• What drives them to do evil?
  • Are they acting out of greed, power, passion, misguided love, or revenge?
  • Are they misunderstood by others in the story?

By exploring the backstory and psychology of your antagonist, you can craft a more nuanced and sympathetic character. For example, In Stephen King’s Misery, Annie Shaw is a woman so utterly alone that her main coping mechanism is reading the fiction of her favorite author, Paul Sheldon. So when fate brings Paul into her life through a car accident in a blizzard, she’s overjoyed to take care of him and to read his latest novel.

She loves Paul’s main character, Misery Chastain, so much that it’s both heartbreaking and understandable when she doesn’t take it well that Paul intends to kill off Misery in his latest work. Everything she does to Paul, as a result, is justified and right in her twisted mind, as it serves to save both Misery and Paul from himself.

Make them attractive in some way.

Your story’s antagonist doesn’t have to be a traditional bad guy. In fact, making them attractive in some way can make your story more interesting. Perhaps they’re physically attractive, or they have a winning personality. Maybe they’re just really good at what they do, and your protagonist can’t help but be impressed by their skills.

Whatever the case may be, giving your antagonist some redeeming qualities will make them more three-dimensional and ultimately more compelling.

A great example is Hannibal Lecter, from Thomas Harris’ The Silence of the Lambs, a cannibalistic serial killer who is thoroughly evil and yet so brilliant and charming as to gain the sympathies and trust of the story’s main character, Clarice Starling. In reality, he manipulates her to effect a prison escape, but we, as the audience, are as swayed by his manner and charms as Clarice.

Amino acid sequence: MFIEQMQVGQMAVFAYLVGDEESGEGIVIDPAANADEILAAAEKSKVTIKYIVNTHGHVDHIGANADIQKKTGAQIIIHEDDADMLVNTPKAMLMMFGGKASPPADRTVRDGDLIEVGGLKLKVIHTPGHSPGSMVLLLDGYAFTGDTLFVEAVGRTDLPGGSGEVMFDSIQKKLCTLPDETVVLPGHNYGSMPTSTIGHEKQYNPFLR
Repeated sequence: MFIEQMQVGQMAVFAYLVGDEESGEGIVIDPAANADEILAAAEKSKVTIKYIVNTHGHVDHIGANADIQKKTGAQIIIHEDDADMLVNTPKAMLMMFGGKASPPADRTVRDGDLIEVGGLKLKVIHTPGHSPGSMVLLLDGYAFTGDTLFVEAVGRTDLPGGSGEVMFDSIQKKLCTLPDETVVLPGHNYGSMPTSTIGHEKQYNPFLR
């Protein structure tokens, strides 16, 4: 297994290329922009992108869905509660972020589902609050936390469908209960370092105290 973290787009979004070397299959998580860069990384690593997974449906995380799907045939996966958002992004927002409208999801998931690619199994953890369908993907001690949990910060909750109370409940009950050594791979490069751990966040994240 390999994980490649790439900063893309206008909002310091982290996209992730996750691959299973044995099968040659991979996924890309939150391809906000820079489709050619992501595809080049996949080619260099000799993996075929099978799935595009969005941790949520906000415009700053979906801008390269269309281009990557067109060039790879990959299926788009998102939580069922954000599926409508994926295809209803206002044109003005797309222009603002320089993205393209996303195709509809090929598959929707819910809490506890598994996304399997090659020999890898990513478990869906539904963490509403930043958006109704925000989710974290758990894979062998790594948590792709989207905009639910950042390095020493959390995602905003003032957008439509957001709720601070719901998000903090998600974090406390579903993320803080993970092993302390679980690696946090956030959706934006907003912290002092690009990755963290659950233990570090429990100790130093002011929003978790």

Readers will be more invested in the conflict if they can see both sides of the story, and an attractive antagonist is a perfect way to achieve that.

The difference between villains and antagonists

Every story must have some sort of conflict to move the plot along. This is typically accomplished through the use of an antagonist, who works against the protagonist to create obstacles and further the story.

In many cases, this antagonist is a villain, someone who has bad intentions and is perhaps even cruel or overtly evil. However, this is not always the case.

In some stories, the antagonist may simply be a character with different goals or objectives from the protagonist. This does not make them evil, just different. And while they may cause difficulties for the story’s protagonist, they are not necessarily bad people.

Severus Snape in Harry Potter and the Philosopher’s Stone is an example of an antagonist who is not villainous. Though he makes Harry’s life difficult, he works to protect the boy from the story’s true evil.

Likewise, certain protagonists can be villains as well. For example, in American Psycho, Patrick Bateman is not only a terrifying serial killer but the main character.

Therefore, villains are not always necessarily antagonists or vice versa.

Parting advice

Show readers that the villain has been dealt a difficult hand, and they’ve had to make some tough choices along the way. Give your villain some personality, and maybe a unique physical characteristic, and enjoy the process of creating your bad guy! If you can make readers feel empathy for the villain, at least in some way, they will be far more invested in the story’s outcome.